But Jadis is also a Satan figure in the Narnia stories; the "deep magic from the dawn of time" gives her the right to slay any traitor, and hence she lays claim to Edmund.

          My impression is that the Narnia stories were written hastily and sequentially, without much attention given as new stories were composed to matching their details with those of the earlier stories. Hence they have a number of inconsistencies (e.g. in some places Aslan tells some children that they are never told what would have happened, or any other stories than their own; in others he cheerfully tells them what would have happened and relates others' stories.) and the narrative whole that they try to form is somewhat loose and floppy. We are told (in The Magician's Nephew) how Jadis came into Narnia, but not how she gained the right to execute sinners, or what kind of sinners she had a right to.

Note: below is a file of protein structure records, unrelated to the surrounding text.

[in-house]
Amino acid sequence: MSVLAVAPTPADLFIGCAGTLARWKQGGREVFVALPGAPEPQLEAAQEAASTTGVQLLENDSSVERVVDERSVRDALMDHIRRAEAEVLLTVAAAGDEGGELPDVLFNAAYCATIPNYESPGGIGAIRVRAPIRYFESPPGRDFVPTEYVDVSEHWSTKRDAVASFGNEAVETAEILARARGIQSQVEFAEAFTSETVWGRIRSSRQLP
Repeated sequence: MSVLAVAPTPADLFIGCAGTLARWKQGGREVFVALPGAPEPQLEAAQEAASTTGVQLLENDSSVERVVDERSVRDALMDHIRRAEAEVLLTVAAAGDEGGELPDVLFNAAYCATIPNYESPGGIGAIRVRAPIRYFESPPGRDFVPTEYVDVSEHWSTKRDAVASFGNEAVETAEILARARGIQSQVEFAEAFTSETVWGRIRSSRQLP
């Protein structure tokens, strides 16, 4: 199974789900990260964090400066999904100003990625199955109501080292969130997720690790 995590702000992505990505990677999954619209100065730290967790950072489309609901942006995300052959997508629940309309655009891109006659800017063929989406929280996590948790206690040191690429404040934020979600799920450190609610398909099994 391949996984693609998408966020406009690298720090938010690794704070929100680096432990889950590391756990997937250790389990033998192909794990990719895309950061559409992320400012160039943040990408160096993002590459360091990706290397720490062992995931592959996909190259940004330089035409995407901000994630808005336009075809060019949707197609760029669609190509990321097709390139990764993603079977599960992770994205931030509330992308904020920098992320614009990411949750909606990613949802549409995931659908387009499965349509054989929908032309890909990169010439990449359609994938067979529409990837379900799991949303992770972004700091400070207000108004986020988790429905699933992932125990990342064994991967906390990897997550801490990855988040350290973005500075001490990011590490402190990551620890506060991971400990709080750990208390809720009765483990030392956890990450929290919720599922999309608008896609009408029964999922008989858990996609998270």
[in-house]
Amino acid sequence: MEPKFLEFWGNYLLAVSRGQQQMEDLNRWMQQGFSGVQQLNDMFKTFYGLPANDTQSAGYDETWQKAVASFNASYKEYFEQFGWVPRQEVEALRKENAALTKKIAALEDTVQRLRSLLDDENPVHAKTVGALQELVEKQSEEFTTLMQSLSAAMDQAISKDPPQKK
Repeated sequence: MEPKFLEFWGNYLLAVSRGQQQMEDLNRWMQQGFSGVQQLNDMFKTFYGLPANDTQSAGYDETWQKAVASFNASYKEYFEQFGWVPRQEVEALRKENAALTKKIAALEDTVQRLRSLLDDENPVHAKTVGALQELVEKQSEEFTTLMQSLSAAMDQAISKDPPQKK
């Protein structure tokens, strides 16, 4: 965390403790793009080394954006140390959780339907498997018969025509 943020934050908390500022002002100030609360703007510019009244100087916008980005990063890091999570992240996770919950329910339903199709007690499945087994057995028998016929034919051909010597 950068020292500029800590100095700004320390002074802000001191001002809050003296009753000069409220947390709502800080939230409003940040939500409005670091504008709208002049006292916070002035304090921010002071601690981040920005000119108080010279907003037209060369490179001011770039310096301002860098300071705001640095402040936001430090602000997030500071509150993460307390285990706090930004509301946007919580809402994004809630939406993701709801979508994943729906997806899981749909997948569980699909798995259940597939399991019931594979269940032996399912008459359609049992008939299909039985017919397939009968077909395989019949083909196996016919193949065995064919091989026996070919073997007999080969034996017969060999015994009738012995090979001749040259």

This doesn't mean that the Narnia stories aren't wonderfully entertaining and enjoyable, just that they can't be read as a treatise of Systematic Theology.



          Lilith, along with much of Macdonald's work, is downloadable from www.gutenberg.org.




          --- In mythsoc@yahoogroups.com, Katie Glick <ktglick@g...> wrote:
          >
          > On 9 Dec 2005 15:26:03 -0000, mythsoc@yahoogroups.com <
          > mythsoc@yahoogroups.com wrote:
          > >
          > >
          > >
          > > From: "Stolzi" Stolzi@c...
          > > Subject: The Roar Over C.S. Lewis's Otherworldly Lion
          > >
          > > May require registration. Fairly accurate, though with a flip tone that
          > > may
          > > annoy Lewis' fans.
          > >
          > >
          > > http://www.washingtonpost.com/wp-dyn/content/article/2005/12/07/AR2005120702613.html
          > >